This Course will address four aspects of feeding success in babies under 6 months old and look at how successful infant feeding is not just dependent on how much the baby drinks, but also how the feeding relationship and environment contribute to success or struggle.
13 Sep 2016
Michele Meehan is a Maternal and Child Health Nurse currently working in her private practice, 'Parenting Matters', and lecturing on child health topics. Prior to this, she worked for 30years at the Royal Children’s Hospital, Melbourne, as a Clinical Nurse Consultant. Michele holds a Master’s Degree in Health Science - Parent and Infant Mental Health, and wrote her minor thesis on the topic of 'Infant food refusal'. Her qualifications also include midwifery, community health nursing, health education and counselling and psychotherapy.
Midwives and nurses working with young babies, including those working in paediatric or neonatal settings, as well as maternal and child health nurses.
Gain a better understanding of the broad range of factors affecting successful feeding, consequently ensuring confidence in assessing infant feeding and being able to advise parents what approach will be most effective.
Exclusive breastfeeding is the globally accepted gold standard for feeding infants up until at least 6 months of age, with Australian government dietary guidelines confirming that this “provides babies with the best start in life and is a key a contributor to infant health.” However, there are some instances in which a mother cannot breastfeed her infant, and Australian guidelines were updated in 2012 to reflect these developments in infant feeding in the Australian context. It is important that parents are informed and educated in relation to the choice to bottle-feed their infant. Alarmingly, statistics showed that of the 96% of breastfed babies in 2010 in Australia, only 39% were exclusively breastfed until 4 months of age, and only 15% breastfed until the recommended 6 months of age. Whilst breastfeeding education is available in many formats, a broader education for the parents of this large number of infants being bottle-fed is imperative. Feeding is a parenting task that can take up to approximately 40% of the day in the early months of the infant’s life, and parents who struggle with worries about their baby feeding need to receive help before the problems become entrenched.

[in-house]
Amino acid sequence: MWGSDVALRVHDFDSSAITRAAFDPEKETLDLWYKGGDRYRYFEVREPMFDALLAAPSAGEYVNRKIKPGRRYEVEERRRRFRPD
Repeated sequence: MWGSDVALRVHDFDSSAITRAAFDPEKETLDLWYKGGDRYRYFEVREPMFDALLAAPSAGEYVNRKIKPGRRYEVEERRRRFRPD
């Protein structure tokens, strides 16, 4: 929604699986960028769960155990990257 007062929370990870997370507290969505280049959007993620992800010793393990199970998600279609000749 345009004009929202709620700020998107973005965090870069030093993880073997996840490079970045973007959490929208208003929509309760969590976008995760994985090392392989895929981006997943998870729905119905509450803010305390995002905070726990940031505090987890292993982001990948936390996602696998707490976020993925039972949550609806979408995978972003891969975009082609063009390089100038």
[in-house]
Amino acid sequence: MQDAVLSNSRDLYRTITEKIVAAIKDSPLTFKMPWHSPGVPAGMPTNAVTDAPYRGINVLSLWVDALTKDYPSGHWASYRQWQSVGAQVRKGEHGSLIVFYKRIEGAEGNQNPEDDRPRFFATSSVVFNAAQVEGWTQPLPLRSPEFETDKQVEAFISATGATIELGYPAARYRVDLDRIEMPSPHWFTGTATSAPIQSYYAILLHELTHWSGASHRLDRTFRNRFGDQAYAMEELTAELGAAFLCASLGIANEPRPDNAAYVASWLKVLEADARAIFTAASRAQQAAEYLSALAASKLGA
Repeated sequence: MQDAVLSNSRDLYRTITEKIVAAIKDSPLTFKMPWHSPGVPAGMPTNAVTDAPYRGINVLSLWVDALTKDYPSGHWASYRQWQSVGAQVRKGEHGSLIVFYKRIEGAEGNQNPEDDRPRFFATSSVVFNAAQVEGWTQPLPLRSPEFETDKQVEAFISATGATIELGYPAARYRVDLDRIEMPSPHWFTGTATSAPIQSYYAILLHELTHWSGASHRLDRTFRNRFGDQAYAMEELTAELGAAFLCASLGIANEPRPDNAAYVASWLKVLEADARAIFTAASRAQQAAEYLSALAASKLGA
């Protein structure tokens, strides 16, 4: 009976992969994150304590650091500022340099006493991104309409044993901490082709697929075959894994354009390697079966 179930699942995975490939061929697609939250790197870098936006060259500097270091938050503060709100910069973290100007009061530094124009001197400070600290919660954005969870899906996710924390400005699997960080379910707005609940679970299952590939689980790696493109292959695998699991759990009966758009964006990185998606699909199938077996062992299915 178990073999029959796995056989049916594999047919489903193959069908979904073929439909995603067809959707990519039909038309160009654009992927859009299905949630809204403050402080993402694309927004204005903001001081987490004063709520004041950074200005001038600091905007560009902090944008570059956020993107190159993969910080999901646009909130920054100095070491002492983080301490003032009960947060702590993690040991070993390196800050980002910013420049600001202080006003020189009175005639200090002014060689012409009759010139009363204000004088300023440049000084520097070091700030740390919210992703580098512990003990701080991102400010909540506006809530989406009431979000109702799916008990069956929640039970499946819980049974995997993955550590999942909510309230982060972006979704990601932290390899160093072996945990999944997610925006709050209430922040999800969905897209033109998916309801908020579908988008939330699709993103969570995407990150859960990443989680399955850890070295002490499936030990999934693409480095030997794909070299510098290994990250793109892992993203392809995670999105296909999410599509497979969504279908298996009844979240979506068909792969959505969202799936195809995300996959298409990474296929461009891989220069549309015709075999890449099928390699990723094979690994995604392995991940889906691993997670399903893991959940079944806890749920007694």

Health professionals in Australia that are registered with AHPRA are required to obtain continuing professional development (CPD) hours/points each year that relates to their context of practice, in order to comply with mandatory regulatory requirements.